Academic journal article European Research Studies

Venture Capital Financing as a Mechanism for Impelling Innovation Activity

Academic journal article European Research Studies

Venture Capital Financing as a Mechanism for Impelling Innovation Activity

Article excerpt

Introduction

The ability of national economies to create, implement, and successfully domesticate cutting-edge scientific-technological solutions, make effective and intensive use of human (including intellectual) capital, and come up with funding commensurate with need is what determines, in large part, their competitive potential and strategic positions in external and internal markets (Nonaka and Takeuchi, 1995; Quinn 1992; Birkinshaw, Hamel and Mol, 2008; Dzhukha et al., 2017; Cipovova and Dlaskova, 2016). This issue is topical not only for more economically developed countries whose economies may already now be regarded as post-industrial but also for countries with transitive economies, i.e. those transiting from industrialization to post-industrialization.

What is crucial to the intensive and science-driven development of the global economy is that innovation systems formed at national levels must be in a fit state. The rationale behind this tenet is that the shift from a stochastic to an institutionalized innovation environment requires significant funding (above all, from sources other than the state's operating budget) if the nation is to implement a series of major investment-infrastructural projects. Yet, at the same time it is worth understanding that business entities operating presently within the real sector of the economy are substantially limited in the ability to self-finance their innovation activity, which is quite capital intensive. That being said, the use of traditional tools utilized in commercial banking and the financial market (loans, debt instruments, etc.) does not bring in much funding for them to invest in long-term projects (Pfirrmann, Wupperfeld and Lerner, 2012; Kormishkin et al., 2016; Vovchenko et al., 2017; Theriou, 2015; Thalassinos et al., 2015; Thalassinos and Kiriazidis, 2003; Thalassinos, 2008). This is due to the fact that under present conditions of financial-economic instability credit risk, as well as the risk of a business failing to meet other financial obligations, is quite high. This aspect is compounded by the fact that the innovation activity of business entities operating within the real sector of the economy is not only capital intensive but quite risky as well.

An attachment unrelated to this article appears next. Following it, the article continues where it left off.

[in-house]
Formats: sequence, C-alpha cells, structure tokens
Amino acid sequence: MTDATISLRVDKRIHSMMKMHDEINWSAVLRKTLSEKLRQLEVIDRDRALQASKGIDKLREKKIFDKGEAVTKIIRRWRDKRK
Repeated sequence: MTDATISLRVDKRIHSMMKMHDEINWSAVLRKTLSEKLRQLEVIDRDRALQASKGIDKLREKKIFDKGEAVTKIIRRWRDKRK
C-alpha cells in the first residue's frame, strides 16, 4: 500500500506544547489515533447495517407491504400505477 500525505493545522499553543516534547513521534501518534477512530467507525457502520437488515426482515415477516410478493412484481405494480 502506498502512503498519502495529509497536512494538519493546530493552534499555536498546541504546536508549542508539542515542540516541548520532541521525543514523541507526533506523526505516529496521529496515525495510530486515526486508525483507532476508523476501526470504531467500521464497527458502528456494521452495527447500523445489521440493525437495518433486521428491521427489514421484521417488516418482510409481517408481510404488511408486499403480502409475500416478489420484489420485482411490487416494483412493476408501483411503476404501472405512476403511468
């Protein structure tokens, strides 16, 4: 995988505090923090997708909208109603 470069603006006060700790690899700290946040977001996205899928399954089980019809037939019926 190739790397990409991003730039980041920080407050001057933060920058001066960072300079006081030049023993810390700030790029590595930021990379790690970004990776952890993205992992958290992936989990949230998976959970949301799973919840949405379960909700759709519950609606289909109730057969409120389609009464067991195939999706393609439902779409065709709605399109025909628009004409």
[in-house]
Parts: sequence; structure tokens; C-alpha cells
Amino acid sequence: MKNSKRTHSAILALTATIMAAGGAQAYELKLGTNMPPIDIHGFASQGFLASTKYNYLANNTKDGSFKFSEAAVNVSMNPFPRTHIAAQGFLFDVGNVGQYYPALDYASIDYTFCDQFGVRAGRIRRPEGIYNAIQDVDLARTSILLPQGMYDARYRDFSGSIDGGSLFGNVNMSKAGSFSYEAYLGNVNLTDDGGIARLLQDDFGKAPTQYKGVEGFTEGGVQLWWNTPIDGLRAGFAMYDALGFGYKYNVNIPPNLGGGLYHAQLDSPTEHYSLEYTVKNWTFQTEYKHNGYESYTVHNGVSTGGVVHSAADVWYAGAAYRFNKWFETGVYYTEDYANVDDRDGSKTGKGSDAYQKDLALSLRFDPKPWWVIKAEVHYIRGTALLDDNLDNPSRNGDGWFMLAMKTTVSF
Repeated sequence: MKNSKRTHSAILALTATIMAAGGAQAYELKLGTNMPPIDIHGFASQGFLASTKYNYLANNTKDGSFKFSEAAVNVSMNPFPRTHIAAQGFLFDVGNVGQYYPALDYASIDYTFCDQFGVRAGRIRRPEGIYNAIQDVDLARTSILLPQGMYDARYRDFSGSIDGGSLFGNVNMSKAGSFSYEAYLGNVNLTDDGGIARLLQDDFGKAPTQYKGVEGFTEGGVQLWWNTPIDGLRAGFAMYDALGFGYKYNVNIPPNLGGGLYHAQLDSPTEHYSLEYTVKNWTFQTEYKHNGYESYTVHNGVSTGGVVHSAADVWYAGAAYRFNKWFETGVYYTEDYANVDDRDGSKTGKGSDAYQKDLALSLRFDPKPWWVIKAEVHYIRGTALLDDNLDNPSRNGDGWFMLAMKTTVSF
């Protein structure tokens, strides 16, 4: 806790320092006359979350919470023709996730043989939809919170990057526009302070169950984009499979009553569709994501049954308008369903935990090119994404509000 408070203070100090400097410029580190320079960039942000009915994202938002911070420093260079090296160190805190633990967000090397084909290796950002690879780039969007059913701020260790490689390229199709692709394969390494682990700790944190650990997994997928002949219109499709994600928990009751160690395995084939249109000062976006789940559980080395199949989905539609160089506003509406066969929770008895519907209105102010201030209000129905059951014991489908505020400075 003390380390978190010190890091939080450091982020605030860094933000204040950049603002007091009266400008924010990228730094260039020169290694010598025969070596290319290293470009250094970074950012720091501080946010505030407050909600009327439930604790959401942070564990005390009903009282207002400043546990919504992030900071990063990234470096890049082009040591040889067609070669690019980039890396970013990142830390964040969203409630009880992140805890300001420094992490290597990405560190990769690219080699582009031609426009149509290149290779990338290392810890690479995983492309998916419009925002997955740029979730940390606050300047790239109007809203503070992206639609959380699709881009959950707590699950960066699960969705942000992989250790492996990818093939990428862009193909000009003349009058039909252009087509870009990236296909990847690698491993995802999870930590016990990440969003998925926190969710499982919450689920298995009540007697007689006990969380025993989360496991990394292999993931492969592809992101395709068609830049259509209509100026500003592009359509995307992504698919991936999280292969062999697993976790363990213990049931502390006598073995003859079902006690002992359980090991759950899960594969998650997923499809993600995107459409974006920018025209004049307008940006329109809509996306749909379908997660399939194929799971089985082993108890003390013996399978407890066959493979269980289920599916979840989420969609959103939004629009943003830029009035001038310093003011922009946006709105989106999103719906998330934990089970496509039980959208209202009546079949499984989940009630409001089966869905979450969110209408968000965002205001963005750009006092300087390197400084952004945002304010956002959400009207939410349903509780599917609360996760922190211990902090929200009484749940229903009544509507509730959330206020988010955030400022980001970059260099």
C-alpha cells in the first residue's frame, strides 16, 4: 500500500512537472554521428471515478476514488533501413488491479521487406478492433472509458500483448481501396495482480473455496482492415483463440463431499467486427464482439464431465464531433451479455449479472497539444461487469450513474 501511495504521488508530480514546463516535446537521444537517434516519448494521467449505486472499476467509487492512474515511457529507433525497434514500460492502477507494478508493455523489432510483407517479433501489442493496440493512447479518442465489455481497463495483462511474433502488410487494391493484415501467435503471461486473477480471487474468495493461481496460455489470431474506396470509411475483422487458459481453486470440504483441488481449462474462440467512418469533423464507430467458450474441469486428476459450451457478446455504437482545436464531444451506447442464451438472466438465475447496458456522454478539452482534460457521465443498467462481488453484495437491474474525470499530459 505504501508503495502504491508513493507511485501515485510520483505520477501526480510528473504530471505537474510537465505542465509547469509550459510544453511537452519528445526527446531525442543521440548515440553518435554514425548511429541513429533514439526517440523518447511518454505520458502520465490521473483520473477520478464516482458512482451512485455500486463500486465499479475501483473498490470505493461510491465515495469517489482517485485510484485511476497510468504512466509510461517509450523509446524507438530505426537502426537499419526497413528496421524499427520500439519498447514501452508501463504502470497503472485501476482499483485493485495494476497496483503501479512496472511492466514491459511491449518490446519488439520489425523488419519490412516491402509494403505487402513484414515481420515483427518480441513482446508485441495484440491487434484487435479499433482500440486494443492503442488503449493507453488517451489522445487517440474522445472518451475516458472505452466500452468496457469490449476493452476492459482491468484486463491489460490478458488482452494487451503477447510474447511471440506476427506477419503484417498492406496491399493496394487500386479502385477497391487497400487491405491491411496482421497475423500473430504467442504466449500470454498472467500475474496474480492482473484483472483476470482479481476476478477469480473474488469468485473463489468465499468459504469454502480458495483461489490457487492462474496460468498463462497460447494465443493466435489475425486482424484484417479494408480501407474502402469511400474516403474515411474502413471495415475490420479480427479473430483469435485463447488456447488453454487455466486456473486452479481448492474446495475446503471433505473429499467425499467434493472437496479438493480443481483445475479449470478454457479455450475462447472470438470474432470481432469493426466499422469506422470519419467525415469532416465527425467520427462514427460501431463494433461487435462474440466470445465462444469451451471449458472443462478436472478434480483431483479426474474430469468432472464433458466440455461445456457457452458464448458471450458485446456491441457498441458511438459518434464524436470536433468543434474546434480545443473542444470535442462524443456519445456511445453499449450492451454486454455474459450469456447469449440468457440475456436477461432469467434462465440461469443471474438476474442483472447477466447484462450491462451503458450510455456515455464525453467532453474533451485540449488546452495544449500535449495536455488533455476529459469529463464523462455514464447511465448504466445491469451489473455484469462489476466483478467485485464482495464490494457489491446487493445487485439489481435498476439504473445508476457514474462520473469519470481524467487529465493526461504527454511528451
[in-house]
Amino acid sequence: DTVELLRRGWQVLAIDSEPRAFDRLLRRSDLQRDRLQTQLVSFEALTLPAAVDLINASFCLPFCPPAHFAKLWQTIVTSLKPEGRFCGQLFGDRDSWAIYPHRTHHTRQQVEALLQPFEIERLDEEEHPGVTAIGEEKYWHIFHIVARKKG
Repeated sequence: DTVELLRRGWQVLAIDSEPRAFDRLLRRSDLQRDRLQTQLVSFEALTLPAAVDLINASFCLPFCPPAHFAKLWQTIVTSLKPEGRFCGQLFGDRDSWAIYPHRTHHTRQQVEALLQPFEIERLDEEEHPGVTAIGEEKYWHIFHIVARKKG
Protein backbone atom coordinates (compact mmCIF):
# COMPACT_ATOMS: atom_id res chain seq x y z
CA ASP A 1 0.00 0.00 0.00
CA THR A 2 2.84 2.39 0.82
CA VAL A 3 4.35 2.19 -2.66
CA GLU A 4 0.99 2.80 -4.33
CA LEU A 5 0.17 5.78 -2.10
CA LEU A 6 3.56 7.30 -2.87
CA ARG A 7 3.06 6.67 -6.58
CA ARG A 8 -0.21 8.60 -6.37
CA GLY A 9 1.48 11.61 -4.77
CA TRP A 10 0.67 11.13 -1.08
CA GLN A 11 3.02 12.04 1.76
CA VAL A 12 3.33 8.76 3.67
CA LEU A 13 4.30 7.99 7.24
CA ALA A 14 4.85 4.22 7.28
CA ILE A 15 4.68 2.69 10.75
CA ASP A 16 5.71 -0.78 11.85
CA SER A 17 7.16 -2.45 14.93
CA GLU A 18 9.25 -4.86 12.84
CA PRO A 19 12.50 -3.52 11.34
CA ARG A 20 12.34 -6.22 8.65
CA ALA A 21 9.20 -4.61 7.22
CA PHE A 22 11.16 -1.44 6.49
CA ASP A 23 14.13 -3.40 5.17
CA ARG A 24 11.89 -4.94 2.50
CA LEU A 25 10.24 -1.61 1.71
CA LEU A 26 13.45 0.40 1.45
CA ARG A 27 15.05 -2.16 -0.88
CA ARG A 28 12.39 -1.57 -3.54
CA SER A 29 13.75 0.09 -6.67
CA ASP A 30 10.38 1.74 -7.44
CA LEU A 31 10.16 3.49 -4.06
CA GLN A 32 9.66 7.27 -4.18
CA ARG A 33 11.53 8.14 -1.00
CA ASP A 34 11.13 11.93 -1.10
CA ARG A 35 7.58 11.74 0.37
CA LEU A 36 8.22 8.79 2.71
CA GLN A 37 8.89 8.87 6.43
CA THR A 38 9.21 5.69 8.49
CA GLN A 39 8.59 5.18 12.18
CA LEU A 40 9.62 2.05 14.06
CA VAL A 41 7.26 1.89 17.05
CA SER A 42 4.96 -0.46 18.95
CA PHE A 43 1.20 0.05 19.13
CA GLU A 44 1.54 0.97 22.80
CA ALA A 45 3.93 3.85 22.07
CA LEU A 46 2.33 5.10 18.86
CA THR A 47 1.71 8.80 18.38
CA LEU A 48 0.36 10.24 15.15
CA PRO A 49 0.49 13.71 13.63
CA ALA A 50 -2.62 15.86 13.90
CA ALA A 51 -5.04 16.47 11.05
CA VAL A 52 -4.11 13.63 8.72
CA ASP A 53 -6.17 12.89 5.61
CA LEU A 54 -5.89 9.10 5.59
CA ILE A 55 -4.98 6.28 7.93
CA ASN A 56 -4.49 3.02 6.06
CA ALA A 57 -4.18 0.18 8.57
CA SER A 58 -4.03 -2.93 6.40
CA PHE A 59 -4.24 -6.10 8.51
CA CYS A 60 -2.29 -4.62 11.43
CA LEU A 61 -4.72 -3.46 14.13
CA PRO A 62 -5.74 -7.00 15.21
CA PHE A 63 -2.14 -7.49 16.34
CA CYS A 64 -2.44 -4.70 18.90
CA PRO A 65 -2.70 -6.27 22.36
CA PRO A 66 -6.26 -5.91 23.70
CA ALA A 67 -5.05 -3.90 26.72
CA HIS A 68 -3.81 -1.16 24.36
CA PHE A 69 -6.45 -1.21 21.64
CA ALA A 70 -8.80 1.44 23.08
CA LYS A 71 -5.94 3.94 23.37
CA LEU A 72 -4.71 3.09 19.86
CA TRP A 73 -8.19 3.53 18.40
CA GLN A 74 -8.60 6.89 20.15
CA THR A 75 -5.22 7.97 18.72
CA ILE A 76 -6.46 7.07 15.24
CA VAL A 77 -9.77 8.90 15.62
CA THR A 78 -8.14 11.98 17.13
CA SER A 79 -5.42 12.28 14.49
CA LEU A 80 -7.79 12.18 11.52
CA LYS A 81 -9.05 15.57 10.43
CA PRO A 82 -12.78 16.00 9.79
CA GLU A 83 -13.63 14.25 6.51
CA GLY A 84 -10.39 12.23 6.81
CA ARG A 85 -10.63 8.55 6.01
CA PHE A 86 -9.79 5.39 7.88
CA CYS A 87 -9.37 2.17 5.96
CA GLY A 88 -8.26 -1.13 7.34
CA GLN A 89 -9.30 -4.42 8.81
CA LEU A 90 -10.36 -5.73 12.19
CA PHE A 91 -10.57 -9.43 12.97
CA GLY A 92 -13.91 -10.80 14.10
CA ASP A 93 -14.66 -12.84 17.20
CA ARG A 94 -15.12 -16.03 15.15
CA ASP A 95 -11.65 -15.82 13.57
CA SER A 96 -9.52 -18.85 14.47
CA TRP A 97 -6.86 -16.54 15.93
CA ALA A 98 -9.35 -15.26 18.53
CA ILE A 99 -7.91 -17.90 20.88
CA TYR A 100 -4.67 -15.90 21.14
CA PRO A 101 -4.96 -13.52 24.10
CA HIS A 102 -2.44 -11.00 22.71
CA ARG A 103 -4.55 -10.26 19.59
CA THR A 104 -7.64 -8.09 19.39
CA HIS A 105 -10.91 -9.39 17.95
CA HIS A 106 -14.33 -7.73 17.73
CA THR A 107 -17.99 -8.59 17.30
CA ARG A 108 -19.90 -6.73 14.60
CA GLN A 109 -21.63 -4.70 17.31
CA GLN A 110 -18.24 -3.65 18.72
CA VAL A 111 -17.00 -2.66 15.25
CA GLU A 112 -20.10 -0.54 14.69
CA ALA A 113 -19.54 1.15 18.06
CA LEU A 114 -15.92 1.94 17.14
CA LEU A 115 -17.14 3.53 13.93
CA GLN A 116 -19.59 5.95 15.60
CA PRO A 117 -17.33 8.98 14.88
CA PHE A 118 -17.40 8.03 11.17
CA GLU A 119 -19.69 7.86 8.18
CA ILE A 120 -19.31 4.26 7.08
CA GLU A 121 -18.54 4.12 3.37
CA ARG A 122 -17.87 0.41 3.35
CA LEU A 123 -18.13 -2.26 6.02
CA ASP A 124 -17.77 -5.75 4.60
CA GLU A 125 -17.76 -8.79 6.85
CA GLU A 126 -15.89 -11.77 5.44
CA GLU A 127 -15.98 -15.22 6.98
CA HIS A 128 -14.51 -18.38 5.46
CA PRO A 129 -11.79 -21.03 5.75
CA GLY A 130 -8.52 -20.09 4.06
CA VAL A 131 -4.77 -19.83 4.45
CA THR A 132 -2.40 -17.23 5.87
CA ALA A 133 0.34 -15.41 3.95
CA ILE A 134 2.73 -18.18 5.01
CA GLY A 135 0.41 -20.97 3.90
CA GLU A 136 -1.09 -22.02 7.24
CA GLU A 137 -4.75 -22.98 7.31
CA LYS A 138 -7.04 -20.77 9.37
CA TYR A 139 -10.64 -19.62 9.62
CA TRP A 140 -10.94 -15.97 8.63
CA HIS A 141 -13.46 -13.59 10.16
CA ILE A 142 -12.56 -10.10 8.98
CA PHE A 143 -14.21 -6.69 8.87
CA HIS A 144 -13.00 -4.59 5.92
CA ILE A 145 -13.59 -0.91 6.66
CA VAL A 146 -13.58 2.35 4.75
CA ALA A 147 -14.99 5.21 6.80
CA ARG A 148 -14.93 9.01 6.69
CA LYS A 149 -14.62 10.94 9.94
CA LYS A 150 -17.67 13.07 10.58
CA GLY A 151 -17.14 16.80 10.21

A special role here is played by venture capital financing, a special form of syndicated (collective) investing in innovations that presupposes setting up special venture capital funds that act as an intermediary between venture capital investors and the senior management of the business entity engaged in innovation activity. Since the venture capital fund is an intermediary that institutionalizes venture capital financing, economic gains from innovation projects (investment venture capital profit) go to the business entity (termed a 'venture capital firm') and also to the venture capital investor. The venture capital investor may be a private (natural) person or a large financial, industrial, commercial-and-intermediary, insurance, or service corporation (i.e., legal persons). Furthermore, quite often venture capital firms are set up in the form of joint stock companies (corporate establishments). The venture capital fund, representing the interests of its investors, gets an ownership share in the capital of venture capital firms, and in some cases this share may account for up to 50-75% of the cost of the venture capital firm, but in practice the venture capital fund normally receives a blocking stake in the venture capital firm (25% + 1 share). Consequently, by reducing its participation share in the capital of the venture capital firm the venture capital fund does not take on any obligations respecting the management of the business, which makes it possible to keep risk levels down (Dudin, Lyasnikov, Kuznetsov and Fedorova, 2013; Vanacker, Heughebaert and Manigart, 2014; Novokreshchenova et al., 2016; Fetai, 2015; Boldeanu and Tache, 2016; Akopova and Przhedetskaya, 2016).

Of no less importance is the motivation component of venture capital business, consisting in the following: in the event the founder (founders) of a venture capital firm does (do) not hold a majority stake in the investment, they may engage in corporate opportunism, reducing the level of their interest in the outcomes of the firm's activity, or pursue additional gains on the side--via, say, disclosing confidential information to the firm's competitors or other potential investors (Bigus, 2006). …

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